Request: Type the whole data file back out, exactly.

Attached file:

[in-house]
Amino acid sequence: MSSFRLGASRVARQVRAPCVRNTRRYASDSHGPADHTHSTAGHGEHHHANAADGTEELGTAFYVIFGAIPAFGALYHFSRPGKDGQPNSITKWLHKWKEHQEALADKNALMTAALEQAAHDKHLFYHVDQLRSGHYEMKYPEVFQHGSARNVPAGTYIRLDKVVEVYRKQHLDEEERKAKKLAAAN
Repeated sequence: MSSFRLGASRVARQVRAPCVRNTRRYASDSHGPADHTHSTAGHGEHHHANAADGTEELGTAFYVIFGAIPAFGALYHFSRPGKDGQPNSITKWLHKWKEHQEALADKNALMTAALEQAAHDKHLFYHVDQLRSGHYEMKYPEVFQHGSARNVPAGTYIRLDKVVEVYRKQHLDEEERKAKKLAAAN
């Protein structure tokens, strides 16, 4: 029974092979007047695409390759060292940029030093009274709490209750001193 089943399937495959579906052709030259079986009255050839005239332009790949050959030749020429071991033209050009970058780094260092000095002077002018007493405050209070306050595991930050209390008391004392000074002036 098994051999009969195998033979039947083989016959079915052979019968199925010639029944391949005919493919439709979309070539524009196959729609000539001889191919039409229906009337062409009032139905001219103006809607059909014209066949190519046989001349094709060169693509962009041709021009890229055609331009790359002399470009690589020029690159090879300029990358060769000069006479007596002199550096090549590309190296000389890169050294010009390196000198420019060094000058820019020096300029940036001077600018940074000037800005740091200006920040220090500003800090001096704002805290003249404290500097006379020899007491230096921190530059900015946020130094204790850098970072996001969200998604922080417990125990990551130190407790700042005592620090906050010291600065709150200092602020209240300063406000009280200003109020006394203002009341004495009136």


[in-house]
Amino acid sequence: MSSFRLGASRVARQVRAPCVRNTRRYASDSHGPADHTHSTAGHGEHHHANAADGTEELGTAFYVIFGAIPAFGALYHFSRPGKDGQPNSITKWLHKWKEHQEALADKNALMTAALEQAAHDKHLFYHVDQLRSGHYEMKYPEVFQHGSARNVPAGTYIRLDKVVEVYRKQHLDEEERKAKKLAAAN
Repeated sequence: MSSFRLGASRVARQVRAPCVRNTRRYASDSHGPADHTHSTAGHGEHHHANAADGTEELGTAFYVIFGAIPAFGALYHFSRPGKDGQPNSITKWLHKWKEHQEALADKNALMTAALEQAAHDKHLFYHVDQLRSGHYEMKYPEVFQHGSARNVPAGTYIRLDKVVEVYRKQHLDEEERKAKKLAAAN
């Protein structure tokens, strides 16, 4: 029974092979007047695409390759060292940029030093009274709490209750001193 089943399937495959579906052709030259079986009255050839005239332009790949050959030749020429071991033209050009970058780094260092000095002077002018007493405050209070306050595991930050209390008391004392000074002036 098994051999009969195998033979039947083989016959079915052979019968199925010639029944391949005919493919439709979309070539524009196959729609000539001889191919039409229906009337062409009032139905001219103006809607059909014209066949190519046989001349094709060169693509962009041709021009890229055609331009790359002399470009690589020029690159090879300029990358060769000069006479007596002199550096090549590309190296000389890169050294010009390196000198420019060094000058820019020096300029940036001077600018940074000037800005740091200006920040220090500003800090001096704002805290003249404290500097006379020899007491230096921190530059900015946020130094204790850098970072996001969200998604922080417990125990990551130190407790700042005592620090906050010291600065709150200092602020209240300063406000009280200003109020006394203002009341004495009136």